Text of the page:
Many personal financial advisors are licensed to directly buy and sell financial products, such as stocks, bonds, derivatives, annuities, and insurance products. Depending upon the contract they have with their clients, personal financial advisors may have their clients' consent to make decisions regarding the buying and selling of stocks and bonds.
Private bankers or wealth managers are personal financial advisors who work for people who have a lot of money to invest. Because they have so much capital, these clients bear a resemblance to institutional investors and approach investing differently from the general public. Private bankers manage portfolios for these people using the resources of the bank, including teams of financial analysts, accountants, lawyers, and other professionals. Private bankers sell these services to well-off individuals, usually spending most of their time working with a small number of clients. Private bankers generally directly manage their customers' money (Personal Financial Advisors, 2009).
The majority of personal financial advisors are paid on commission. While some bigger firms allow their advisors to draw a base salary when first starting out, most people in these positions work as independent contractors. Since a lot of these professionals set their own hours, salary ranges are very expansive. Part-time advisors usually make between $5,000 and $20,000 a year, while full time advisors can make well over $100,000 after several years of experience and a file of established clients. Financial Advisors can also work on a fee-only basis, which is favored by many customers seeking neutral advice. Advisors in these positions typically make between $40,000 and $80,000 a year, and report enjoying more schedule flexibility than those who work on commission (Financial Analysts & Personal Financial Advisors Salary, 2010).
Financial analysts are typically employed by large firms who work with corporate clients, and can anticipate their pay to be a mixture of salary and bonus. Most positions are full-time with starting pay around $35,000. These professionals frequently bring home much more than that, however, because of the bonus system at a lot of financial companies. Lower-level analysts characteristically bring home about $20,000 to $50,000 in bonus money, while analysts who go into management can expect to make much more (Financial Analysts & Personal Financial Advisors Salary, 2010).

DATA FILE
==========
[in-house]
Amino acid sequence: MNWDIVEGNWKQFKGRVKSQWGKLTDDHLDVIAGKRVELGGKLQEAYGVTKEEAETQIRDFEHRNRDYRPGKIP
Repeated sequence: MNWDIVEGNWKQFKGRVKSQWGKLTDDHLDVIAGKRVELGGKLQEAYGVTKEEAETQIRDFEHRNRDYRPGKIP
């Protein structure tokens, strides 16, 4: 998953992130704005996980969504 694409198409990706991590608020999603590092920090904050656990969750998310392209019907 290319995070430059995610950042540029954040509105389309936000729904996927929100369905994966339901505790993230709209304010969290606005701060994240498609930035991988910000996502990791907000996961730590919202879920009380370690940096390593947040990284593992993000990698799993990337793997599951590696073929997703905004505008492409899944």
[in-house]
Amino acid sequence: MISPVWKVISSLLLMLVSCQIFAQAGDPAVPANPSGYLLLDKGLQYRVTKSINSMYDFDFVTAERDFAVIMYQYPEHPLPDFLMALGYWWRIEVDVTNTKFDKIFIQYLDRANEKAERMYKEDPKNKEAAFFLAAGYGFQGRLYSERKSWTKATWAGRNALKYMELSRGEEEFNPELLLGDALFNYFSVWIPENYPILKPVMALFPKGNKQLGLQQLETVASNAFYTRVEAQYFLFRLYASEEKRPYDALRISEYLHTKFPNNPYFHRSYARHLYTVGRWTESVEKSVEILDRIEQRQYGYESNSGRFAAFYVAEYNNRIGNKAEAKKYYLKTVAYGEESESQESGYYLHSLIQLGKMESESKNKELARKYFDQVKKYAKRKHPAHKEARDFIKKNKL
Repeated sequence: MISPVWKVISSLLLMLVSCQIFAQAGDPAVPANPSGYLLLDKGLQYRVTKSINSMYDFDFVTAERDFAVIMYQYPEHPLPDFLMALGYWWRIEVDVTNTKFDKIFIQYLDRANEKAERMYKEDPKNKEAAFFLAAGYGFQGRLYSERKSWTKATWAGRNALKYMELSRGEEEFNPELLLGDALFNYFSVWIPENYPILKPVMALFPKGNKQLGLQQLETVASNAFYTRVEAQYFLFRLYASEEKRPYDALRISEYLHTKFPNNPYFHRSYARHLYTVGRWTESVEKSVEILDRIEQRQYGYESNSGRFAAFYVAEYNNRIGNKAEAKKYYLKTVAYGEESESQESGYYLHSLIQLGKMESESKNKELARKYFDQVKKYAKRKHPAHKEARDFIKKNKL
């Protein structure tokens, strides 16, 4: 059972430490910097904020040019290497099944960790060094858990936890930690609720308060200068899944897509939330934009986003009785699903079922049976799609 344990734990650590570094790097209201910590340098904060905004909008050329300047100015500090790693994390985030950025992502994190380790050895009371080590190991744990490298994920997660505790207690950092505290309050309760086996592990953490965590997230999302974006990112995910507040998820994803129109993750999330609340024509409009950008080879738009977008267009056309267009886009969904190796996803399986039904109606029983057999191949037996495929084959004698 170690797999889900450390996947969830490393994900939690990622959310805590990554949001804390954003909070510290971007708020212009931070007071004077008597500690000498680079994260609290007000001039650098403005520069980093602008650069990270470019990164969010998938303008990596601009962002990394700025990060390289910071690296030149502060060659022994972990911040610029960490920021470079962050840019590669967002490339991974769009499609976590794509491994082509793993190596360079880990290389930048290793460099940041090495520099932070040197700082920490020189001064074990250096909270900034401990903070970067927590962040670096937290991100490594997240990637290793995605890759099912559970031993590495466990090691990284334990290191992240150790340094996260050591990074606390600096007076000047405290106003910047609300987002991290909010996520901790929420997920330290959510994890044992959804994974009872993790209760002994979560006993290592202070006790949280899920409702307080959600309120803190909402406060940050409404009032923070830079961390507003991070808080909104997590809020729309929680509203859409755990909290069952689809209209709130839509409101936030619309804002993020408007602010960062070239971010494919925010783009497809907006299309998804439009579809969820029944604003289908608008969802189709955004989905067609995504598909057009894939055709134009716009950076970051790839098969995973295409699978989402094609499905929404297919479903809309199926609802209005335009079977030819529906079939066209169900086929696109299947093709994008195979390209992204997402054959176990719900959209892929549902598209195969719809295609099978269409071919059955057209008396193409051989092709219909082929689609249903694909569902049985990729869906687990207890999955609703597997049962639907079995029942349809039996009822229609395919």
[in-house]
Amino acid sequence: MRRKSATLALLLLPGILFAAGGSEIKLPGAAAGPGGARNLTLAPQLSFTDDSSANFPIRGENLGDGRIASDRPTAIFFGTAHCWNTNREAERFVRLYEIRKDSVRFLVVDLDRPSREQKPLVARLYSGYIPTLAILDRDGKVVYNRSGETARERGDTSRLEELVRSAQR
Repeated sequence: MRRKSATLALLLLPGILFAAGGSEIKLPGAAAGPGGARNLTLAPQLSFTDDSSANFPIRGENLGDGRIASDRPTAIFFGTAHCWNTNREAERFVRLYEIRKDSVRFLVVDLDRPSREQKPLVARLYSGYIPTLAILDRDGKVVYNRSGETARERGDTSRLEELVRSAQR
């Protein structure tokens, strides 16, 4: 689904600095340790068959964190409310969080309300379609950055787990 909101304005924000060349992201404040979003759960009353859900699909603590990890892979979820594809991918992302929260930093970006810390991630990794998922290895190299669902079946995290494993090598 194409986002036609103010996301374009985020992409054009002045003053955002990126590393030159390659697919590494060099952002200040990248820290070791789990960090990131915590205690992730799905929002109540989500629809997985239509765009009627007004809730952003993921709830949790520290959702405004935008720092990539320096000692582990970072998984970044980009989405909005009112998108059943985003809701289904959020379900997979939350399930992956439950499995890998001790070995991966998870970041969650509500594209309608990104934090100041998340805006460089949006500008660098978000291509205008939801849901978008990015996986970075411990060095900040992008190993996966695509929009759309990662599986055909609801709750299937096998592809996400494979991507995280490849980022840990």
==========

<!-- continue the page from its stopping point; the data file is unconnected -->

Abilities that one needs to be successful at this job include:
The capability to listen to and understand information and ideas presented through spoken words and sentences.
The aptitude to communicate information and ideas in speaking so others will understand.
The talent to tell when something is wrong or is likely to go wrong. It does not entail solving the problem, only distinguishing that there is a problem.
The ability to read and understand information and ideas presented in writing.
The ability to communicate information and ideas in writing so others will understand.
The ability to join pieces of information to form general rules or conclusions, including finding a relationship among apparently unrelated things.
The capability to speak clearly so others can understand.
The aptitude to apply general rules to precise problems to produce answers that make sense.
The ability to do basic math.
The capability to recognize and understand the speech of other people (Summary Report for: 13-2052.00 - Personal Financial Advisors, 2011).
Typically interview questions that are often asked when one interviews for a personal financial advisor position include:
1. "What qualifications and licenses do you hold?"
2. "How long do you work as a financial advisor and the firms you've worked for?"
3. "Describe the services you've offered."
4. "How many clients you've served, their average portfolio and the size of assets you have managed."
5. "Do you take continuing education classes for financial advising?"
6. "Tell about your past performance."
7. "Why did you choose this career?"
8. "What does it mean to be a financial advisor?"
9. "What are the skills that allow you to be a successful advisor?"
10. "How do you choose investments and how often you adjust portfolios?"
11. "Do you prepare a written plan for your clients?"
12. "Do you have a backup plan?"
13. "How do you make your client feel that you are someone to trust with their money?"
14. "Can you describe your ethical responsibility to a client regarding monetary risk?"
15. "Can you offer your budgeting practices concerning a retirement forecast?"
16. "How do you maintain your customer base?"
17. "Can you build a customer base from scratch?" (Financial Advisor: Interview Questions for Financial Advisors with Answers, 2009).